And so this week’s moment of happiness despite the news.

It’s amazing to me that, right after writing about how a young friend’s handheld game system was returned to her in a lost and found, and how that event restored for me a faith in the simple goodness of people, that lesson would come again. But this time, directly to me and to my husband, Michael.

Last Sunday, when Michael returned home from grocery shopping at Woodman’s, he walked slowly up the stairs to my office. “I have to tell you something,” he said.

The tone of his voice instantly alarmed me. I imagined his losing my bank card, which I sent with him to pay for the groceries. I imagined his newly healed lack-of-toe suddenly aching with a new ache and bursting into a blood fountain. “What now?” I cried.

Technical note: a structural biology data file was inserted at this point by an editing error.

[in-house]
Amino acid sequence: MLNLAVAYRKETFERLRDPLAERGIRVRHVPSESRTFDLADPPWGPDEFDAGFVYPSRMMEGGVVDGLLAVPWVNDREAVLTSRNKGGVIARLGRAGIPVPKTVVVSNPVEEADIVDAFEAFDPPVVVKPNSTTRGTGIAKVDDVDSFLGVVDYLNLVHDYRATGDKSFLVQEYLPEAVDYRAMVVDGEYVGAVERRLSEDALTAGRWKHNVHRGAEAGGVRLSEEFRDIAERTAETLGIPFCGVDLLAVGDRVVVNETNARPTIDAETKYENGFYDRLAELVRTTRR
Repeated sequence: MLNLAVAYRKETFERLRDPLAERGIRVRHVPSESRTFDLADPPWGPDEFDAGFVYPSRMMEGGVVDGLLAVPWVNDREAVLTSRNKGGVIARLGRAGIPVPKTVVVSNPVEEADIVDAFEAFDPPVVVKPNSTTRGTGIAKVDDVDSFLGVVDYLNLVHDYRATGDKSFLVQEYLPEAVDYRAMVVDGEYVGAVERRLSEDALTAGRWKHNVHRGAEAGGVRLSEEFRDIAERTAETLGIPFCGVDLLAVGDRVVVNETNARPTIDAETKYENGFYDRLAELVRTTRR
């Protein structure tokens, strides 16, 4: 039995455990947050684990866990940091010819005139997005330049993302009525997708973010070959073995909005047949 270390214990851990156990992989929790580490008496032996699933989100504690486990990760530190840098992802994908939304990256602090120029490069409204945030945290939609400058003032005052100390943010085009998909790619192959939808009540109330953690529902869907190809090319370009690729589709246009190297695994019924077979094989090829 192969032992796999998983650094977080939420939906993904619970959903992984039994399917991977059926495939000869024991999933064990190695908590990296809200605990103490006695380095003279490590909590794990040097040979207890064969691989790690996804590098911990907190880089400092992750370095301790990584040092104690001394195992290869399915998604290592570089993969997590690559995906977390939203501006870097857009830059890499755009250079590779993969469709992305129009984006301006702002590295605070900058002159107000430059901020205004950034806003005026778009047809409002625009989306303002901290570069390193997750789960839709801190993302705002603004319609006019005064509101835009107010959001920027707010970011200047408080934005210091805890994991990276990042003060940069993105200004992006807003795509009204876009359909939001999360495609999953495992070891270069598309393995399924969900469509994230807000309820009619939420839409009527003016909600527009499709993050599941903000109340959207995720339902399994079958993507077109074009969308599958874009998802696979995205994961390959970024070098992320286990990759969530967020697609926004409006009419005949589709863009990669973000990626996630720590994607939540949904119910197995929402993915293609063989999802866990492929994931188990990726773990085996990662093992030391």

“I lost my wedding ring.”

Now I have to admit, my response was a lackluster, but relieved, “Oh, okay.” His news wasn’t either of the above scenarios. And I was also in the middle of doing the studio’s ledger, which I hadn’t done in two weeks because I’d been sick. When I do the ledger, it’s like four very close walls and a low ceiling come down around me, and all I can see is my computer screen with the numbers. Even after 17 years in business, I am terrified of doing the ledger. I am not good at math, and I am convinced that I will do some huge mistake that will bring the studio to its knees in one strike of the keyboard. The actual walls of our home could fall down around me, and I wouldn’t notice, while I’m doing the ledger.